HOW TO CON­TROL IN­FLAM­MA­TION

AL­MOST EV­ERY DISEASED STATE IS ROOTED IN IN­FLAM­MA­TION, BUT YOU CAN TAKE STEPS TO COUNTER IT.

LOSE IT! - - Contents - BY NU­TRI­TIONAL THER­A­PIST SALLY-ANN CREED

Take steps to counter it

In­flam­ma­tion is a bi­o­log­i­cal, pro­tec­tive re­sponse that’s de­signed to tackle dam­age, pathogens or ir­ri­tants in a short-term process. But fac­tors in mod­ern life­styles lead to chronic in­flam­ma­tion, which is the ba­sis for many diseases. Med­i­cal re­searchers have even coined the term ‘in­flam­mag­ing’ to de­scribe the in­flam­ma­tory con­di­tions that start to man­i­fest as we age. Risk fac­tors in­clude high stress and lack of stress man­age­ment; lack of restora­tive sleep; lack of ex­er­cise; bad lifestyle choices, such as drink­ing, smok­ing, and de­struc­tive be­hav­iours that in­clude recre­ational drug tak­ing, bad sleep habits, and bad food choices.

Chronic in­flam­ma­tion in­ter­feres with the body’s nat­u­ral an­ti­in­flam­ma­tory mech­a­nisms, such as the stress hor­mone cor­ti­sol, which is de­signed to stop sub­stances be­ing re­leased in the body that cause in­flam­ma­tion. How­ever, when it is re­leased con­tin­u­ally, it raises blood sugar lev­els and cre­ates an in­flam­ma­tory cas­cade – your body’s im­mune sys­tem and anti-in­flam­ma­tory mech­a­nisms are al­ways switched on, which ham­pers your abil­ity to fight dis­ease. Man­ag­ing stress is key to con­trol­ling the in­flam­ma­tory process.

Dur­ing sleep your body re­pairs and heals it­self in ways it can­not when you are awake. Restora­tive sleep is es­sen­tial to re­duce in­flam­ma­tion, a cer­tain amount of which is just a by-prod­uct of be­ing alive. Make sure your room is at a com­fort­able tem­per­a­ture and com­pletely dark, and try to get to sleep early as of­ten as pos­si­ble. At least seven to eight hours a night is op­ti­mum. Don’t keep your phone in the bed­room. Avoid chem­i­cal sprays such as air fresh­en­ers and plug-in mos­quito re­pel­lents as these tox­ins will need to be elim­i­nated, which wastes en­ergy that should go to­wards re­pair­ing the body. If you don’t con­sume liq­uids af­ter 7pm you should be able to last the night with­out get­ting up to go to the loo.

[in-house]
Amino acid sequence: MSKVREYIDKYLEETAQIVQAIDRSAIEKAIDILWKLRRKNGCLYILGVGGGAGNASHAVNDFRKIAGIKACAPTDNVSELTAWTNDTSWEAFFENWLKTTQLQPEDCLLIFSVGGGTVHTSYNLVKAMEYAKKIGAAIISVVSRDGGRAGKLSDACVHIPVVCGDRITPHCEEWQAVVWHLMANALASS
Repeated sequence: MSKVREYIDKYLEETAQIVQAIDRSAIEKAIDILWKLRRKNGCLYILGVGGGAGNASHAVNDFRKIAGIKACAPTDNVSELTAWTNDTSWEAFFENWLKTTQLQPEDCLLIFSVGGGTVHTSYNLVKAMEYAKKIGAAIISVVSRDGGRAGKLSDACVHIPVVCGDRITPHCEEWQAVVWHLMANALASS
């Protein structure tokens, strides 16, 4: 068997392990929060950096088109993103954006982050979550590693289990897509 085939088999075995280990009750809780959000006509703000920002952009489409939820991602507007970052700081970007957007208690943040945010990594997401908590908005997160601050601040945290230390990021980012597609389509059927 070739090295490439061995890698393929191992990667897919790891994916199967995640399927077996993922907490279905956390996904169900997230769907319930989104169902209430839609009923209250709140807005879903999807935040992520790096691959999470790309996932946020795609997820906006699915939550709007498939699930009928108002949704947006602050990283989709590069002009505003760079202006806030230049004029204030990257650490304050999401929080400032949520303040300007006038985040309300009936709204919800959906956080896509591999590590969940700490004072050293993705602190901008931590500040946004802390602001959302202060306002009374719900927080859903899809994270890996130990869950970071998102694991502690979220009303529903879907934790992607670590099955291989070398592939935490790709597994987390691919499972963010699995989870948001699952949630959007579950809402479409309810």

Chronic in­flam­ma­tion in­ter­feres with the body’s nat­u­ral anti-in­flam­ma­tory mech­a­nisms, such as the stress hor­mone cor­ti­sol.

Ex­er­cise in ex­cess can be in­flam­ma­tory but mod­er­ate ex­er­cise is not. Sit­ting all day – such as at work – also cre­ates an in­flam­ma­tory state. Get up and move around and hike on the week­end, walk daily or gar­den.

Food can push you ei­ther way – into an an­ti­in­flam­ma­tory or in­flam­ma­tory cas­cade. Re­fined food (‘finer’ than the way na­ture presents it) al­ways comes at a price, and al­most al­ways in­flames. In­flam­ma­tory food also causes weight gain.

In con­trast, feed your body healthy food and you won’t need to worry too much about in­flam­ma­tion. Al­most all fresh veg­eta­bles and cer­tain types of fruit are anti-in­flam­ma­tory if pre­pared cor­rectly – es­pe­cially green, leafy veg­eta­bles, toma­toes, pineap­ple and gar­lic, as well as co­conut oil, chia seeds and eggs. Free range or pas­ture-fed an­i­mal pro­tein does the same – but not meat from feed­lot an­i­mals that are grain fed. Healthy fats are an­ti­in­flam­ma­tory while man-made fats and seed oils are pro-in­flam­ma­tory. Sat­u­rated fat from an­i­mals is not in­flam­ma­tory – it is a sta­ble, nat­u­rally oc­cur­ring form of fat that is needed by ev­ery cell of the body.

Your at­ti­tude is equally im­por­tant: sus­tained anger and a neg­a­tive at­ti­tude in­flame both body and brain. On the flip­side, an up­beat at­ti­tude, sunny dis­po­si­tion and think­ing pos­i­tive thoughts have the op­po­site ef­fect.

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